Forced commercial sexual exploitation of adults and commercial sexual exploitation of children
Little is known about the perpetration and experience of forced sexual exploitation of adults in Turkmenistan. However, some reports highlight the specific vulnerability of Turkmen women to trafficking for the purpose of sexual exploitation, both domestically and abroad.32 Information on the commercial sexual exploitation of children (CSEC) is similarly scarce. In their 2018 concluding observations on Turkmenistan, the Committee on the Elimination of Discrimination Against Women recommended that the government conduct research to understand the scale and drivers of trafficking and forced sexual exploitation in the country to address the vulnerability of women and girls.33
Although the government denies the practice exists, forced marriage, including child marriage, is reported in Turkmenistan.34 A United Nations study published in 2019 found that six per cent of 20 to 24-year-olds in Turkmenistan were married before the age of 18.35 Turkmen girls and boys from lower income households and lower levels of education were the most likely to be married as children with a prevalence of eight per cent, compared to two per cent of those who had received secondary or higher education.36 The practice is driven by gender inequality and reinforced by wider socioeconomic factors such as poverty and access to education.37 While data regarding the prevalence of forced marriage among LGBTQIA+ communities in Turkmenistan is limited, anecdotal reports of homosexual Turkmen men being forced into ‘corrective’ marriages with women to protect familial honour exist.38
|Governance issues||Lack of basic needs||Inequality||Disenfranchised groups||Effects of conflict||Overall weighted average|
Turkmenistan is among the most vulnerable countries in the region to modern slavery. Vulnerability is largely driven by discrimination and governance issues, as well as the systematic forced labour of citizens exacted by the state. The Turkmen government tightly controls all aspects of public life, and routinely denies freedoms of association, expression, and religion.39 Crucially, the government’s use of forced labour renders all citizens highly vulnerable to modern slavery, particularly in the cotton sector. 40 Vulnerability is compounded for women, who face greater inequality, are more likely to be employed in low-paid work, and are therefore less likely to be able to pay others to take their place in the cotton harvest.41 Women also face greater risk of gender-based violence; a 2021 study found that nearly half of all female respondents would tolerate or condone violence against women, with this rate rising to two thirds among women with children living in rural areas.42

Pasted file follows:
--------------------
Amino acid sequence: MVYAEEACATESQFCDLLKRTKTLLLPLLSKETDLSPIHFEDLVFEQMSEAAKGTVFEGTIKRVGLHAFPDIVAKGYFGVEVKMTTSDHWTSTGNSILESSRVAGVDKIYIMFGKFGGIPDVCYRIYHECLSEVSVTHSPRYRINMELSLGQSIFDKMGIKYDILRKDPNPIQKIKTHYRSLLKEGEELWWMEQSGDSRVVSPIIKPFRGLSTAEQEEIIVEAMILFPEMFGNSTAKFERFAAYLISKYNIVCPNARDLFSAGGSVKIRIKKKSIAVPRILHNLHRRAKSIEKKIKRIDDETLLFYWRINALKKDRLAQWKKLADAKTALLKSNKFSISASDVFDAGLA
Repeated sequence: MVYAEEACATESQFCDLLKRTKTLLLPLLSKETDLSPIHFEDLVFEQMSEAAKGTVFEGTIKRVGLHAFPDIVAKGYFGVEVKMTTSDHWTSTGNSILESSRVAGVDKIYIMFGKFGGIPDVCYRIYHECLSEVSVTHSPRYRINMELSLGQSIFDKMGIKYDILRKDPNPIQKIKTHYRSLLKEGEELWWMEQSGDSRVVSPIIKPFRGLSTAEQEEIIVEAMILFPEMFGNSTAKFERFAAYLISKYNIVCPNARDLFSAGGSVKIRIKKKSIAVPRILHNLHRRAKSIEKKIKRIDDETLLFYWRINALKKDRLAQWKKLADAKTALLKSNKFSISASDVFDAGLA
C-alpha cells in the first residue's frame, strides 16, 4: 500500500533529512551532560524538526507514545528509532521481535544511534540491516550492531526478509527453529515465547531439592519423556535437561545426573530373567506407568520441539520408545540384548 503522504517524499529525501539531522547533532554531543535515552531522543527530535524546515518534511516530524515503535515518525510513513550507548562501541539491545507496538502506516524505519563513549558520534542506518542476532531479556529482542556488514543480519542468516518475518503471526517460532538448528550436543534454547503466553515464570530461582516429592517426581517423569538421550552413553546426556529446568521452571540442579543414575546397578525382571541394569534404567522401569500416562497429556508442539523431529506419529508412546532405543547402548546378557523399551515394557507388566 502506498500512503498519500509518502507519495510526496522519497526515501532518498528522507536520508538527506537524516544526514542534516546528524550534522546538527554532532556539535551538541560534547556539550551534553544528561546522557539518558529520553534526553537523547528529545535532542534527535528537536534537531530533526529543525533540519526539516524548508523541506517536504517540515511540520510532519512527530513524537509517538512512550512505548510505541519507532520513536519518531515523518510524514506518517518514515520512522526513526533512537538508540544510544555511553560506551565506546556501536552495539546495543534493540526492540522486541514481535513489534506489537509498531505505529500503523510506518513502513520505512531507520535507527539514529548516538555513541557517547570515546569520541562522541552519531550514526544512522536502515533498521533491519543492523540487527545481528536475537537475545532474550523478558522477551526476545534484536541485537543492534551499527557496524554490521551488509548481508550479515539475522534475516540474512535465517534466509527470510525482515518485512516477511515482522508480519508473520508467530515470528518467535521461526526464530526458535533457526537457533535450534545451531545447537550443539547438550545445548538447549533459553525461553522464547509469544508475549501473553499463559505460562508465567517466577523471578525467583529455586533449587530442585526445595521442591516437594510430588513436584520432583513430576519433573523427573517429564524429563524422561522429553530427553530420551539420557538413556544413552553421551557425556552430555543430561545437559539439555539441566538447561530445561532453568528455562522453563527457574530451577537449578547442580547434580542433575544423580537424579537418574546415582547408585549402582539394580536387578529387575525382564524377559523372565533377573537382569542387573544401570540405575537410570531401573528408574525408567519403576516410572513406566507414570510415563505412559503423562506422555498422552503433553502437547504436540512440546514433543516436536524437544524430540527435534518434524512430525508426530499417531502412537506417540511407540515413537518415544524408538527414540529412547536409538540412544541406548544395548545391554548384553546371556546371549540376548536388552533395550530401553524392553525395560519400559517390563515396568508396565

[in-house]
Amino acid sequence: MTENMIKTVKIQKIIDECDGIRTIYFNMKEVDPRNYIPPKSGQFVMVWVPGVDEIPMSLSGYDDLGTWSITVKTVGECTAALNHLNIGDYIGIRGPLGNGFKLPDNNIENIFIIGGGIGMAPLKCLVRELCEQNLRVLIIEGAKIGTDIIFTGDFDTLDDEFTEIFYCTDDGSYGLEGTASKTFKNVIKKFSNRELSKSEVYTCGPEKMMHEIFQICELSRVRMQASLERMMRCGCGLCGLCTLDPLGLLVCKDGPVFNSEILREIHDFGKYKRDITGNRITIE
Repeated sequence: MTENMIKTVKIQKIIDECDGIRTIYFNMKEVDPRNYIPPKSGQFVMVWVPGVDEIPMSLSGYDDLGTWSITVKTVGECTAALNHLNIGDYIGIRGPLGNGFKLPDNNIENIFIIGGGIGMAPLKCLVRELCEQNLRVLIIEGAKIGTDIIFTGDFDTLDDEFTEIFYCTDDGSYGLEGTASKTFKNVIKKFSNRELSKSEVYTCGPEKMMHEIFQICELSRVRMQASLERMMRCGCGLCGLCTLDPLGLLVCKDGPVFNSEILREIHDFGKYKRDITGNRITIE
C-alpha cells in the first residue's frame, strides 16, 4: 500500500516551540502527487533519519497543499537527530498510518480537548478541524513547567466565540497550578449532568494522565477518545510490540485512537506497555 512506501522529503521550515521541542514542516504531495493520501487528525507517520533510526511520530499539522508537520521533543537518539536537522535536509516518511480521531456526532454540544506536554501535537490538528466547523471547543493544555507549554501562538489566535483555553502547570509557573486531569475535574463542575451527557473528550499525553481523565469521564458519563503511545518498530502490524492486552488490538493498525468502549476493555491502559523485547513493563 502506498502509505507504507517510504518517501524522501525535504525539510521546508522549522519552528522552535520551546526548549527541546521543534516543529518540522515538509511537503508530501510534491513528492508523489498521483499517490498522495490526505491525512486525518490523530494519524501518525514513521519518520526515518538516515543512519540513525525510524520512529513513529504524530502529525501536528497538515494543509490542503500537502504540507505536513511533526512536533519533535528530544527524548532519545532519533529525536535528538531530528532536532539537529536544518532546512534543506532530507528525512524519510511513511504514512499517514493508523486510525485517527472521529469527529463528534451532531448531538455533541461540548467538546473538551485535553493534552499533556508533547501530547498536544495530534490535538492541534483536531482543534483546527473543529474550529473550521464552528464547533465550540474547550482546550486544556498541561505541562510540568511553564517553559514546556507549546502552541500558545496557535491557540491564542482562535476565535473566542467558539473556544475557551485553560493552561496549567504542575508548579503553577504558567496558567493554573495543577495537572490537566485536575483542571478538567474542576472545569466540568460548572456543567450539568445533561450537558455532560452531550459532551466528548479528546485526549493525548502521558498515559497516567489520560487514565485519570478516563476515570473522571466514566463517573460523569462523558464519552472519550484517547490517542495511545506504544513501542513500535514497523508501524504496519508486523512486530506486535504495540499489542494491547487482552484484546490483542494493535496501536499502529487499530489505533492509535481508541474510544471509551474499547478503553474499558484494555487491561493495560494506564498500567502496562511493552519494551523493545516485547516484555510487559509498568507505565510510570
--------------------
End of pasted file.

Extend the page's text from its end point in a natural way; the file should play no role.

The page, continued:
Both the COVID-19 pandemic and climate factors have impacted the situation of state-imposed forced labour in Turkmenistan since the 2018 GSI. The risk of contracting the COVID-19 virus meant that older people were more likely to send children as pickers in their place.43 Worsening poverty resulting from the pandemic also drove many children to the cotton fields to supplement family income.44 Further, a review of the 2021 cotton harvest revealed that droughts impeded on cotton production nationally, meaning farmers could not grow enough to meet mandated quotas, resulting in increased poverty.45
Discrimination towards minority groups also drives significant vulnerability in Turkmenistan. Members of the LGBTQI+ community face widespread homophobia and transphobia, and are vulnerable to abuse, torture, and extortion.46 Consensual same sex relations between men are a criminal offence and punishable with a two-year prison sentence.47 The widespread social stigma and discrimination against the LGBTQI+ community leads to increased risk of “corrective” forced marriages, which can result in subsequent vulnerability to sexual exploitation and forced labour.48
Finally, lack of access to basic needs creates modern slavery risks. Amid declining food security in Turkmenistan,49 low wages and poor living standards drive many to shop at government-operated stores with subsidised prices, creating regular and lengthy queues for necessities.50 Supplies of subsidised foods have also faltered due to a contracting state budget and pandemic-related border closures, leaving more citizens unable to meet their basic needs.51 Meanwhile, the government denies the existence of poverty in the country and has failed to provide relief to economically vulnerable groups, even while unemployment increased during the pandemic,52 leaving such groups at greater risk of exploitation.
|Survivors of slavery are identiﬁed and supported||Criminal justice mechanisms||National and regional level coordination||Risk factors are addressed||Government and business supply chains||Total|
Overall, Turkmenistan is among countries taking the least action to respond to modern slavery – it had the second weakest response of 52 countries assessed in Europe and Central Asia, scoring above only the Russian Federation. Turkmenistan took the least action to identify and support survivors and to prevent modern slavery in government and business supply chains. These limited actions were undermined by the denial of human rights abuses and the active use of state-imposed forced labour. While Turkmenistan received a comparatively higher score for its criminal justice response, reflecting ratification of a range of international conventions, this translated to weak enforcement across the board.